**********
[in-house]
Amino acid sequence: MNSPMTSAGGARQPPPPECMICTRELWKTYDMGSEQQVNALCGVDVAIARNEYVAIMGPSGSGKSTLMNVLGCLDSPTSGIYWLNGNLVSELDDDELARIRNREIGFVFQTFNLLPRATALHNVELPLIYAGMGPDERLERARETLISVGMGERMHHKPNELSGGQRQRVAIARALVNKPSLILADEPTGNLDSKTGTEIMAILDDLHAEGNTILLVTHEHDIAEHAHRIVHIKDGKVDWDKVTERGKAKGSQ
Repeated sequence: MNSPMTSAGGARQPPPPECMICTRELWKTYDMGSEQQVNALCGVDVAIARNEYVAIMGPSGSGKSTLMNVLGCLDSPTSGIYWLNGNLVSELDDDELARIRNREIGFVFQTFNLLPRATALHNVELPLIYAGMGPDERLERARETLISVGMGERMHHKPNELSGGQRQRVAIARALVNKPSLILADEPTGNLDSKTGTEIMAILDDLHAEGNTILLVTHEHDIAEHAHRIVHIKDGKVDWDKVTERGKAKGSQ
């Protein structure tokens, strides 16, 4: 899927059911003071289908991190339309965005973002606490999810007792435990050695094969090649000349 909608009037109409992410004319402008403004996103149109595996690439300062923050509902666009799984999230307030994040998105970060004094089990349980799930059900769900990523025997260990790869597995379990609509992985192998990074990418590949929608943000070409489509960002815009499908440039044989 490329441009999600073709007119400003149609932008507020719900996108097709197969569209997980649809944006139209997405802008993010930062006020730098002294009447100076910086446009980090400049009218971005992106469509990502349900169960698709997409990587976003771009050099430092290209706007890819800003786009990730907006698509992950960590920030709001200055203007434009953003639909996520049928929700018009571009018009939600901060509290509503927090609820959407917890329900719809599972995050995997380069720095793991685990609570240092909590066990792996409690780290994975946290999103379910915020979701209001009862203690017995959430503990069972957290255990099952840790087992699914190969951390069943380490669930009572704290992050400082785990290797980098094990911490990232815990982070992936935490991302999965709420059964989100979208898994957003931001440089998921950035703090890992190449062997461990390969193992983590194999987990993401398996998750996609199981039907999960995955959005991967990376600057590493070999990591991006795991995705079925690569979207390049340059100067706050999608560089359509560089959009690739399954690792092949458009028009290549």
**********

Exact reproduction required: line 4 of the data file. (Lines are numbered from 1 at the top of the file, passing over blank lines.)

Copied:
């Protein structure tokens, strides 16, 4: 899927059911003071289908991190339309965005973002606490999810007792435990050695094969090649000349 909608009037109409992410004319402008403004996103149109595996690439300062923050509902666009799984999230307030994040998105970060004094089990349980799930059900769900990523025997260990790869597995379990609509992985192998990074990418590949929608943000070409489509960002815009499908440039044989 490329441009999600073709007119400003149609932008507020719900996108097709197969569209997980649809944006139209997405802008993010930062006020730098002294009447100076910086446009980090400049009218971005992106469509990502349900169960698709997409990587976003771009050099430092290209706007890819800003786009990730907006698509992950960590920030709001200055203007434009953003639909996520049928929700018009571009018009939600901060509290509503927090609820959407917890329900719809599972995050995997380069720095793991685990609570240092909590066990792996409690780290994975946290999103379910915020979701209001009862203690017995959430503990069972957290255990099952840790087992699914190969951390069943380490669930009572704290992050400082785990290797980098094990911490990232815990982070992936935490991302999965709420059964989100979208898994957003931001440089998921950035703090890992190449062997461990390969193992983590194999987990993401398996998750996609199981039907999960995955959005991967990376600057590493070999990591991006795991995705079925690569979207390049340059100067706050999608560089359509560089959009690739399954690792092949458009028009290549």